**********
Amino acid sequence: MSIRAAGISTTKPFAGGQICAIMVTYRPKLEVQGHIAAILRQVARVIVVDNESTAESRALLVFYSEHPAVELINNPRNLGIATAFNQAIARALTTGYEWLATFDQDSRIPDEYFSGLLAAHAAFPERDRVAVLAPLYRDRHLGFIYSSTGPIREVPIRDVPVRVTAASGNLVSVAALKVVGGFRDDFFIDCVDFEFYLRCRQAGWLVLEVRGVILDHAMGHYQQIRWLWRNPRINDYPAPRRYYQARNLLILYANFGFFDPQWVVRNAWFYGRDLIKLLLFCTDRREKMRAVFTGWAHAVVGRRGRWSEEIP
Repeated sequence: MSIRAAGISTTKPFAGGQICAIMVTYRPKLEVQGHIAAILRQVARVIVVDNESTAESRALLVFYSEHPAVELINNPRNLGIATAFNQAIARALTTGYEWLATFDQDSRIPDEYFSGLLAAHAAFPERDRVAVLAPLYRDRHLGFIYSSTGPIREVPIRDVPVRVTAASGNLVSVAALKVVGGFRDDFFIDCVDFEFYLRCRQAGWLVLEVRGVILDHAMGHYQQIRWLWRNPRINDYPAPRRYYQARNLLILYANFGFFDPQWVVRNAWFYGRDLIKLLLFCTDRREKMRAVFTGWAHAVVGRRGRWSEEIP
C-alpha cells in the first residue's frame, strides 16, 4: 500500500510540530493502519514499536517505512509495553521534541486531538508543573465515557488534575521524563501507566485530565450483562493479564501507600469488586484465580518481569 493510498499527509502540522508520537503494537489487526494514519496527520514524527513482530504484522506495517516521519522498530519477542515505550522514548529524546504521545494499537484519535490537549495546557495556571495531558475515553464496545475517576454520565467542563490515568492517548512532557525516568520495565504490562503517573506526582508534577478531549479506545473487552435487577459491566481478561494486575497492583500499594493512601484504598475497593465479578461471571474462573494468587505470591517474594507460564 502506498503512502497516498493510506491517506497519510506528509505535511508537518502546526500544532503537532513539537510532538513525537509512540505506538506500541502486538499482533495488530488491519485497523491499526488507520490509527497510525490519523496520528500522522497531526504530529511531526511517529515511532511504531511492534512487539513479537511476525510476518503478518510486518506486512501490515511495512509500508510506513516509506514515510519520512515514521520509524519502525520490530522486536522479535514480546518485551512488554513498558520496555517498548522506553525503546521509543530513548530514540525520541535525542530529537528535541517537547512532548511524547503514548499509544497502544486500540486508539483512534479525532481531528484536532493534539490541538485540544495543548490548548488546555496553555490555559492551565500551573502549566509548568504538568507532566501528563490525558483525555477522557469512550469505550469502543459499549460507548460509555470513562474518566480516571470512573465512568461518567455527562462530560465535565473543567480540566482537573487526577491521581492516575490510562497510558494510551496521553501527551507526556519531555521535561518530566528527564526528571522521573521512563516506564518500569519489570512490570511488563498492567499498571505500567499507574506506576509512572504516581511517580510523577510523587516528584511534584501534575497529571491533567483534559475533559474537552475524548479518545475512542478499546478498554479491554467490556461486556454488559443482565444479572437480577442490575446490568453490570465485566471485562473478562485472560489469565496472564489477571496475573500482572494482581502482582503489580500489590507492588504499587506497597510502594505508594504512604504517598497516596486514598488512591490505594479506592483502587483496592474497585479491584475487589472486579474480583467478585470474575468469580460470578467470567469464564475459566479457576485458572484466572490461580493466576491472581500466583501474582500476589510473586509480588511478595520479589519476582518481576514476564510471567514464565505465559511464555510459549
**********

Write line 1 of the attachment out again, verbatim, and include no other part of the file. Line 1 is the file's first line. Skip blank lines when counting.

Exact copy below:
Amino acid sequence: MSIRAAGISTTKPFAGGQICAIMVTYRPKLEVQGHIAAILRQVARVIVVDNESTAESRALLVFYSEHPAVELINNPRNLGIATAFNQAIARALTTGYEWLATFDQDSRIPDEYFSGLLAAHAAFPERDRVAVLAPLYRDRHLGFIYSSTGPIREVPIRDVPVRVTAASGNLVSVAALKVVGGFRDDFFIDCVDFEFYLRCRQAGWLVLEVRGVILDHAMGHYQQIRWLWRNPRINDYPAPRRYYQARNLLILYANFGFFDPQWVVRNAWFYGRDLIKLLLFCTDRREKMRAVFTGWAHAVVGRRGRWSEEIP